If you've been to Paris, London and Florence and are ready for an adventure, check out one of these offbeat destinations. Go horseback riding through the Atacama Desert, slide down a waterfall in Laos, or swim through underwater caves off the coast of Thailand. From the desert to the jungle to the ocean, there's something here for everyone.
|Atacama Desert, Chile|
The Atacama Desert in northern Chile may be one of the most inhospitable places on Earth. "You would have to be mad to live here," said Fiona Martin of the Tierra Atacama, a hotel in the area said. Climatologists call it the driest place in the world, and some areas have not seen rainfall in recorded history. But the sights the region has to offer more than make up for having chapped lips and dry skin.
The town of San Pedro de Atacama is a stepping stone to the vast desert that surrounds it. The dusty streets are lined with day-trip operators who will take you to any of the area's spectacular sights. Go east to the Bolivian border, where you can climb the snow-capped Licancabur Volcano. South is the Salar de Atacama, the largest salt flat in Chile and the second largest in the world, where pink flamingoes graze in clear blue lagoons against a backdrop of volcanoes and the Andes Mountains. Go north to El Tatio, a field of more than 80 active geysers that erupt up to six meters high. Or turn west to walk through the 23-million-year-old rock formations in the Valley of Death (Valle de la Muerte) and the Valley of the Moon (Valle de la Luna), where it's so quiet you can hear the salt crack from the heat.
If you want to go to Europe but don't feel like paying astronomical prices, head to the Portuguese capital of Lisbon, where you can lunch on a delicious baguette sandwich and fresh-squeezed orange juice for under $5. The best time to visit Lisbon is in June, when the city transforms into an outdoor carnival, with colorful garlands and lights adorning buildings for the saints' days. The festivities start on June 12, the eve of Saint Anthony's Day. Saint Anthony was known as a matchmaker, so many couples get married on the 13th, and men who are unmarried present the girl they hope to marry with a pot of basil. Processions march down the main avenues, live music takes over the city center, and dancers perform outdoors. Locals barbeque in the street, and bars shut their doors and serve caipirinhas, mojitos and sangria outside.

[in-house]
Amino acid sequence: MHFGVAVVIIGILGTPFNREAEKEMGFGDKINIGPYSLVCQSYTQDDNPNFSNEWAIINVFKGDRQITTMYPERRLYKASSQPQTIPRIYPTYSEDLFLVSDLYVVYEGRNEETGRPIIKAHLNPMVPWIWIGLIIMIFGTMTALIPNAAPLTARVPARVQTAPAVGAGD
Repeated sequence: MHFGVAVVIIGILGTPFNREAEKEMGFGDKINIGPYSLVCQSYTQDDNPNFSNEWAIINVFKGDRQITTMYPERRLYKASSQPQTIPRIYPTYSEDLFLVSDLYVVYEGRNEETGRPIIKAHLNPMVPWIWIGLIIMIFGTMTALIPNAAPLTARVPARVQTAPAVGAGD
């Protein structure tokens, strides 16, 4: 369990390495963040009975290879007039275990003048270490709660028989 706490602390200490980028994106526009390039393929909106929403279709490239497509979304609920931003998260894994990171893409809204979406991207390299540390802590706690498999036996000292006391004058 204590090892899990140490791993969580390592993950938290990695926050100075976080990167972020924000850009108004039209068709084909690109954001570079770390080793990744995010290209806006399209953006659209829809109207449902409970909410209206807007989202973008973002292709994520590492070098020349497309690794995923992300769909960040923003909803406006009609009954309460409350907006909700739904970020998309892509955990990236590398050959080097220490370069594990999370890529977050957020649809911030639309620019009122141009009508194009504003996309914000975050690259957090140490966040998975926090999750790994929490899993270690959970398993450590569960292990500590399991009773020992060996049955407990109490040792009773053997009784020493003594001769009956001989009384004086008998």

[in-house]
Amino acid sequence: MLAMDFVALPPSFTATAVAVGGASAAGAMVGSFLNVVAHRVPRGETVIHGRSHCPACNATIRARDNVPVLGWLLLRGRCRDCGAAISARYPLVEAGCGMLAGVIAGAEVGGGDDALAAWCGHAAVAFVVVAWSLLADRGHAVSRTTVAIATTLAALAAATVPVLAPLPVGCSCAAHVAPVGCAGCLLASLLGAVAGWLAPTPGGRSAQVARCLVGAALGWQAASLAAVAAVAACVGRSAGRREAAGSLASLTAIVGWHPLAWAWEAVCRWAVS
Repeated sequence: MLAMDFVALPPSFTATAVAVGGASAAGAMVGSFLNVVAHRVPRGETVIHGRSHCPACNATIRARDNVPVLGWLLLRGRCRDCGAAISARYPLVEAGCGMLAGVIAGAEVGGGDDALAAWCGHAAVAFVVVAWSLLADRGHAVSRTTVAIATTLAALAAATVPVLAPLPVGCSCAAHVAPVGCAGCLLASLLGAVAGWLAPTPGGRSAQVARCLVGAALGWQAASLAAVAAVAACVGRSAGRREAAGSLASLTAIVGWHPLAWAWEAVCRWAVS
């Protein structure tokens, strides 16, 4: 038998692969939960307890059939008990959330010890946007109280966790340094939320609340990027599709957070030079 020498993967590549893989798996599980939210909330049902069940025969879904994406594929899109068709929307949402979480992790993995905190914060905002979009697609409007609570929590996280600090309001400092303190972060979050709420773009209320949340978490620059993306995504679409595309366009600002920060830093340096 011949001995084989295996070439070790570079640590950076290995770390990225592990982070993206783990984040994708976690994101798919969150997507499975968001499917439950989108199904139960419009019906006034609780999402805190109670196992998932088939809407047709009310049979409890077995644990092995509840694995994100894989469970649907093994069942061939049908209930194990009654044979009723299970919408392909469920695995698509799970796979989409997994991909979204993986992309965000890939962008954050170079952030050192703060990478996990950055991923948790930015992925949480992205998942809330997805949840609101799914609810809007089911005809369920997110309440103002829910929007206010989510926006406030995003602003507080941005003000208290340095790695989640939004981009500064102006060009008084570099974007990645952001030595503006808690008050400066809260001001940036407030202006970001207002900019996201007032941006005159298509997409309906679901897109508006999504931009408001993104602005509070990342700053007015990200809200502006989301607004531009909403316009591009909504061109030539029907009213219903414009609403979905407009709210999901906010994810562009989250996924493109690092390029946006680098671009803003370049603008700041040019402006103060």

|Whitsunday Islands, Australia|
Visit the Whitsundays, a collection of tropical islands nestled between the coast of Queensland, Australia and the Great Barrier Reef. Cuddle a kuala on Hamilton Island, where golf carts are the only vehicles on the road. Spend a day at the Great Barrier Reef, scuba diving with sea turtles. Take a seaplane to Whitehaven Beach, a 4.3-mile stretch of white sand, and hike up to the scenic lookout. Fly over Hill Inlet, where Tiffany blue water meanders through white sand, creating swirls of color.
|Railay Beach, Thailand|
Devastated by the tsunami in 2004, Thailand's southwestern coast is still rebuilding its infrastructure and suffering from post-tsunami drops in tourism, giving the area an untouched and abandoned feel, which only adds to its beauty.
Phuket is the most frequented island on the coast, but for a less seedy experience, head to Railay Beach, accessible only by boat. From Railay, walk to Phra Nang Beach, where you can swim to a limestone cliff in the water. While you're swimming, look down to see stalagmites rising from the floor. At night, head back to Railay Beach to watch the sunset and enjoy Thai food at one of the many restaurants on the beach.
Once every 10 years since 1960, the Netherlands hosts Floriade, an international flower exhibition. This year, from April 5 through October 7, the city of Venlo will turn 163 acres of land into a flower park. In addition to stunning mosaics created out of flowers, the festival offers daily educational activities, making it a perfect place to bring children. Venlo is located on the German border and not far from the Netherlands' border with Belgium, so rent a car and visit neighboring countries after the festival.
|Luang Prabang, Laos|
Skip Laos' capital, Vientiane, and head to Luang Prabang, a city set at the confluence of the Mekong and Khan rivers. The quaint city has a laid-back charm and tranquility that exudes Laos' motto: Please Don't Rush. A designated World Heritage Site, the city is filled with Buddhist temples and colonial mansions that date back to the French rule. If you're up early enough, you'll see monks in orange robes walking down the main thoroughfare, collecting alms of rice or fruit from townspeople.
Spend an afternoon at the nearby Kuang Si Falls, a multi-level waterfall where you can take a dip in picturesque gem-colored pools, slide down rocks or rope swing into the water.
In the evening, head to the night market on Sisavangvong Road, where you can find painted paper lanterns, arts and crafts, and of course, Lao street food. This market may be one of the only places in Asia where you're not hassled.